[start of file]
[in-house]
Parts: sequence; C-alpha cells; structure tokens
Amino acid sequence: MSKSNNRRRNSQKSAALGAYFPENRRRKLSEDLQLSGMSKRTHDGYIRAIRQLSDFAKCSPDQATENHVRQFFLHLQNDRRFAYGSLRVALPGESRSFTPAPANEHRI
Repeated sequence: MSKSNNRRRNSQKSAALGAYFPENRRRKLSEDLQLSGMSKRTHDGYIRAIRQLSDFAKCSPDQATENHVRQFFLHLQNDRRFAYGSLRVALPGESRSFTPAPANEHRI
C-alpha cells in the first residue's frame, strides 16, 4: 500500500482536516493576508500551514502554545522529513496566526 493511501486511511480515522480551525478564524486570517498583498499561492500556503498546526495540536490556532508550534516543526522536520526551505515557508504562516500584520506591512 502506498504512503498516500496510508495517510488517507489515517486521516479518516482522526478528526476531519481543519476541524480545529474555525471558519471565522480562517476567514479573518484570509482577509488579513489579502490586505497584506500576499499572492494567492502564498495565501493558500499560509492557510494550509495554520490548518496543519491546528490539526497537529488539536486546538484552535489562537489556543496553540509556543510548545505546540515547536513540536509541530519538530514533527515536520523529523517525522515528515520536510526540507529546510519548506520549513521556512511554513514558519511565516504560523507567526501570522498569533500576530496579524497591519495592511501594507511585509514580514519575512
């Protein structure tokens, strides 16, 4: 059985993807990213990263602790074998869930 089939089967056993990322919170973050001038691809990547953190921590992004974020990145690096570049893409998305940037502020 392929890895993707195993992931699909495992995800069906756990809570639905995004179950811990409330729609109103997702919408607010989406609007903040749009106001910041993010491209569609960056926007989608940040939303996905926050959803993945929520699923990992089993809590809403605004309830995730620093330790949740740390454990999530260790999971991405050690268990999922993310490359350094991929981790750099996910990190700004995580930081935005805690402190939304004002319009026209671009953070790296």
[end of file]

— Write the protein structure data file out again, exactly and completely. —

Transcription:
[in-house]
Parts: sequence; C-alpha cells; structure tokens
Amino acid sequence: MSKSNNRRRNSQKSAALGAYFPENRRRKLSEDLQLSGMSKRTHDGYIRAIRQLSDFAKCSPDQATENHVRQFFLHLQNDRRFAYGSLRVALPGESRSFTPAPANEHRI
Repeated sequence: MSKSNNRRRNSQKSAALGAYFPENRRRKLSEDLQLSGMSKRTHDGYIRAIRQLSDFAKCSPDQATENHVRQFFLHLQNDRRFAYGSLRVALPGESRSFTPAPANEHRI
C-alpha cells in the first residue's frame, strides 16, 4: 500500500482536516493576508500551514502554545522529513496566526 493511501486511511480515522480551525478564524486570517498583498499561492500556503498546526495540536490556532508550534516543526522536520526551505515557508504562516500584520506591512 502506498504512503498516500496510508495517510488517507489515517486521516479518516482522526478528526476531519481543519476541524480545529474555525471558519471565522480562517476567514479573518484570509482577509488579513489579502490586505497584506500576499499572492494567492502564498495565501493558500499560509492557510494550509495554520490548518496543519491546528490539526497537529488539536486546538484552535489562537489556543496553540509556543510548545505546540515547536513540536509541530519538530514533527515536520523529523517525522515528515520536510526540507529546510519548506520549513521556512511554513514558519511565516504560523507567526501570522498569533500576530496579524497591519495592511501594507511585509514580514519575512
């Protein structure tokens, strides 16, 4: 059985993807990213990263602790074998869930 089939089967056993990322919170973050001038691809990547953190921590992004974020990145690096570049893409998305940037502020 392929890895993707195993992931699909495992995800069906756990809570639905995004179950811990409330729609109103997702919408607010989406609007903040749009106001910041993010491209569609960056926007989608940040939303996905926050959803993945929520699923990992089993809590809403605004309830995730620093330790949740740390454990999530260790999971991405050690268990999922993310490359350094991929981790750099996910990190700004995580930081935005805690402190939304004002319009026209671009953070790296």